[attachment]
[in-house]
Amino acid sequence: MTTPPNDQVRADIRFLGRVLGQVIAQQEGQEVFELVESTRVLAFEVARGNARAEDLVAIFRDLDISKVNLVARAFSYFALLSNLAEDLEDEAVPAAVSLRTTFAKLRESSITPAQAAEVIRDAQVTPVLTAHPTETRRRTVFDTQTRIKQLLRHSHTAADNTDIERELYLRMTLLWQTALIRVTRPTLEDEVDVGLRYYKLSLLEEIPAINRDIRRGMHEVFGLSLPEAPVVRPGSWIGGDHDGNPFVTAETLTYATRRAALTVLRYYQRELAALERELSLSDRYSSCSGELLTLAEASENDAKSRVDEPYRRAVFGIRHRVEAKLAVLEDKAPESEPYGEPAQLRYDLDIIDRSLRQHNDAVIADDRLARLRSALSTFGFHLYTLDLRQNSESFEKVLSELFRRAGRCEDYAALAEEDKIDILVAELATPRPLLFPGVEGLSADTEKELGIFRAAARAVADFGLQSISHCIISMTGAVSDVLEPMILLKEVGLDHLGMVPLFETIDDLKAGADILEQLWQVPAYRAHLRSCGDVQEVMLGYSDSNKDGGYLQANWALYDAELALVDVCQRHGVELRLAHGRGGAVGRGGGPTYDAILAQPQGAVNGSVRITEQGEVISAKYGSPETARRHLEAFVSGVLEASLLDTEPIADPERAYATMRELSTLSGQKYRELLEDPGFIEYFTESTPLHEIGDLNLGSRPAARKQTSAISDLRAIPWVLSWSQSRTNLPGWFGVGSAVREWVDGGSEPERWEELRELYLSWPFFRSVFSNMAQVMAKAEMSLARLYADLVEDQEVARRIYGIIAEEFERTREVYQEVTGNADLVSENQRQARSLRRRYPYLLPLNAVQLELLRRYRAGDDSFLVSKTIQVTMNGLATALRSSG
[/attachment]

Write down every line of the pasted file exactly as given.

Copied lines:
[in-house]
Amino acid sequence: MTTPPNDQVRADIRFLGRVLGQVIAQQEGQEVFELVESTRVLAFEVARGNARAEDLVAIFRDLDISKVNLVARAFSYFALLSNLAEDLEDEAVPAAVSLRTTFAKLRESSITPAQAAEVIRDAQVTPVLTAHPTETRRRTVFDTQTRIKQLLRHSHTAADNTDIERELYLRMTLLWQTALIRVTRPTLEDEVDVGLRYYKLSLLEEIPAINRDIRRGMHEVFGLSLPEAPVVRPGSWIGGDHDGNPFVTAETLTYATRRAALTVLRYYQRELAALERELSLSDRYSSCSGELLTLAEASENDAKSRVDEPYRRAVFGIRHRVEAKLAVLEDKAPESEPYGEPAQLRYDLDIIDRSLRQHNDAVIADDRLARLRSALSTFGFHLYTLDLRQNSESFEKVLSELFRRAGRCEDYAALAEEDKIDILVAELATPRPLLFPGVEGLSADTEKELGIFRAAARAVADFGLQSISHCIISMTGAVSDVLEPMILLKEVGLDHLGMVPLFETIDDLKAGADILEQLWQVPAYRAHLRSCGDVQEVMLGYSDSNKDGGYLQANWALYDAELALVDVCQRHGVELRLAHGRGGAVGRGGGPTYDAILAQPQGAVNGSVRITEQGEVISAKYGSPETARRHLEAFVSGVLEASLLDTEPIADPERAYATMRELSTLSGQKYRELLEDPGFIEYFTESTPLHEIGDLNLGSRPAARKQTSAISDLRAIPWVLSWSQSRTNLPGWFGVGSAVREWVDGGSEPERWEELRELYLSWPFFRSVFSNMAQVMAKAEMSLARLYADLVEDQEVARRIYGIIAEEFERTREVYQEVTGNADLVSENQRQARSLRRRYPYLLPLNAVQLELLRRYRAGDDSFLVSKTIQVTMNGLATALRSSG